Windows 10: Remote VPN Client Cannot Resolve Domain DNS

KB ID 0001402

Problem

I’ve been setting up a VPN solution on the test bench as I’m looking at Always On VPN. When I noticed that I had a problem with my remote VPN connections on Windows 10. They would connect fine but I could not resolve any FQDNs for my domain?

Solution

By default, all (Windows) VPN connections are ‘Force Tunnel’ (this means they have the option ‘Use default gateway on remote network’ selected). This also means that, (unless your RAS server is the default Gateway for your network,) you usually don’t have internet access when connected to the VPN. 

Now I connected fine, and I could ping IP addresses on my corporate network, but I could not ping my servers by their domain name, in fact Windows was trying to resolve my domain name to a public IP?

Google this problem and you’re simply told to ‘Disable IPv6 on your network card, and this works, (if you want to keep your remote users Force-Tunnelled). But disabling IPv6 is hardly a fix is it?

Also If you want internet access for your remote clients, (Commonly referred to as ‘Split Tunnel’), then even with IPv6 disabled, the problem comes back!

Why is this happening? Well even with Force Tunnel enabled, you can still use your local LAN (Connect to your VPN, and ping your home gateway, or printer or wireless access point if you don’t believe me!) This connection takes precedence over your remote VPN connection, to prove it run a netstat -rn command. 

Windows Connection metrics

From the above you can see my Ethernet Adaptor has a metric of 6, and my VPN connector, (in this case called Connection Template) has metric of 23. AND THE LOWEST ONE WINS, so your DNS queries are going out of your local internet connection NOT down the VPN tunnel!

How Do I Fix this?

Well until Microsoft fixes this in Windows 10, (it’s fine on Windows 8 and earlier), you have to manipulate the metrics yourself, like so;

On Your Physical Adapter;

Start > ncpa.cpl {enter}  > Right click your NIC > Properties > Internet Protocol Version 4 > Properties.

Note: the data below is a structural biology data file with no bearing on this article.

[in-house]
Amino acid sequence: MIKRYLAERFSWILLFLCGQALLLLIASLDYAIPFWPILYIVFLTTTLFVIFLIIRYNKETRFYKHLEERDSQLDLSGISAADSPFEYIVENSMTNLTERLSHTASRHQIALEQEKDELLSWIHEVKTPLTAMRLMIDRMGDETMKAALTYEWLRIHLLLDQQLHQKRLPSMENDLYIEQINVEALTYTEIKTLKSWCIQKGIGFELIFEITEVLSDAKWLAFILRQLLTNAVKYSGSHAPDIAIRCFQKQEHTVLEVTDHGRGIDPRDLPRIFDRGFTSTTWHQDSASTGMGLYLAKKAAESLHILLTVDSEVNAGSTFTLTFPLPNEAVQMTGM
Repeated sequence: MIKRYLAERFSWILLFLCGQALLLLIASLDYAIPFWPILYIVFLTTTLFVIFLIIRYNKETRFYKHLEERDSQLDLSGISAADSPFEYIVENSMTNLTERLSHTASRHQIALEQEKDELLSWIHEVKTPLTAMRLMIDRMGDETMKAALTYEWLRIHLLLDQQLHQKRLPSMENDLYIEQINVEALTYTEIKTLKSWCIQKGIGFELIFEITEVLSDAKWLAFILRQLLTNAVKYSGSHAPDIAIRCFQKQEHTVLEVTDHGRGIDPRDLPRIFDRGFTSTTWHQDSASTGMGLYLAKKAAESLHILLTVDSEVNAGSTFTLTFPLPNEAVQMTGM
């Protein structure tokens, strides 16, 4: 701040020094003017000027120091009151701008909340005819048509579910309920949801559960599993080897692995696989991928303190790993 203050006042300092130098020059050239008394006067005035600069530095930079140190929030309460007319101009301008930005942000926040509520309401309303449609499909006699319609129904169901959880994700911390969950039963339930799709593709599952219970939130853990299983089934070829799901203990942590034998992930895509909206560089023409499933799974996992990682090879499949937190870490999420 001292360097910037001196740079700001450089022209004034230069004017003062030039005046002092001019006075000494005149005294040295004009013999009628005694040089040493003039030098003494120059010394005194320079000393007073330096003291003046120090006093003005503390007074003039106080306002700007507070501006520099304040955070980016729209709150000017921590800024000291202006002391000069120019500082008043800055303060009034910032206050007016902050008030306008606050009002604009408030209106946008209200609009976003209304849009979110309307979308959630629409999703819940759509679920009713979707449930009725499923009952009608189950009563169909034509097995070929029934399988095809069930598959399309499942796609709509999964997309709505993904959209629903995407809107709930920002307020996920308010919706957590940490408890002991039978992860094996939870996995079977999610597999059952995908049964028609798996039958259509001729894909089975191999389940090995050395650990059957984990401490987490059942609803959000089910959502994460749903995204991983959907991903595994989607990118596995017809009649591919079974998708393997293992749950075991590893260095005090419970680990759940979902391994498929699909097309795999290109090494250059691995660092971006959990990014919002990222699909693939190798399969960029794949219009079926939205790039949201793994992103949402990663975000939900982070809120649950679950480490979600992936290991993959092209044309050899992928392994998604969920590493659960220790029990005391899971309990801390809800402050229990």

Physical NIC Properties

Advanced > Untick ‘Automatic Metric’ > Set the Interface Metric to 20 > OK > OK >OK.

Physical NIC Metric

On Your VPN Connector;

Start > ncpa.cpl {enter}  > Right click your VPN Connector > Properties > Internet Protocol Version 4 > Properties.

VPN Connection IPv4

Advanced > Untick ‘Automatic Metric’ > Set the Interface Metric to 10 > OK > OK >OK. 

VPN Connection Metric

Now your DNS look-ups should behave!

Related Articles, References, Credits, or External Links

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Author: PeteLong

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10 Comments

  1. Hi Pete,

    Good info, still not fixed on 1803 (not sure which you tested on).

    Weirdest thing is that the bug is resolved in our case just by only setting the metric from Automatic to 10. Wifi adapter and local NIC still have higher priority (2 and 7). Could it be that DNS requires a metric of a specific weight to consider it viable route?

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  2. Pete,
    This worked!! Thank you!! We had some static costs set (by a previous tech) in the 4000’s but the VPN interface was set to ‘automatic’. We set VPN interface to 10 and then went into the other interfaces and set to ‘automatic’ and she works!! We’ve been fighting this particular issue w/ this particular user for months…I hate computers. 😉

    Thanks for the help and especially the feedback from Yannick.

    Merry Christmas, amigos!
    KG

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  3. Had this issue and found your post. Thanks, you saved my day! I sent the link to our IT guy.

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  4. The Interface List in the ‘netstat -nr’ output does not specify the metric for the interface. If you look at the route entries in the netstat output, the metric for each route is at the end of that line.

    This didn’t work for me. The metric for my VPN connection is set to 1, but the Windows application still sends the DNS request through the physical interface to the VPN client’s address. The VPN client is passing the request on and getting a response back, but it does not get passed back to the application.

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    • any help on pats comment, mine is the same and still not working. SONIC WALL VPM

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  5. A life saver as always. We set the metric on the vpn and all is good. Our exact issue was that name resolution for our domain members were successful (ie. serverx.mydomain.local). However resources where the records were hosted on our internal dns servers under a different name (ie publicname.company.com) did not resolve successfully. Also setting the metric only on the vpn adapter is probably working because using a value of 10 is lower than the value windows 10 sets automatically on the Ethernet adapter. A useful powershell command for this

    get-netipinterface -ConnectionState Connected -addressFamily ipv4 | select InterfaceAlias, InterfaceMetric, addressFamily

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  6. This worked for me. So maddening, I could see that the IP on my servers was an external one, not an internal, but could not understand why. And some servers were okay and others were not.

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  7. Worked flawlessly! Thank you so much.

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  8. Thanks . WORKS like CHAAAAAARRRRRRMMMMMM

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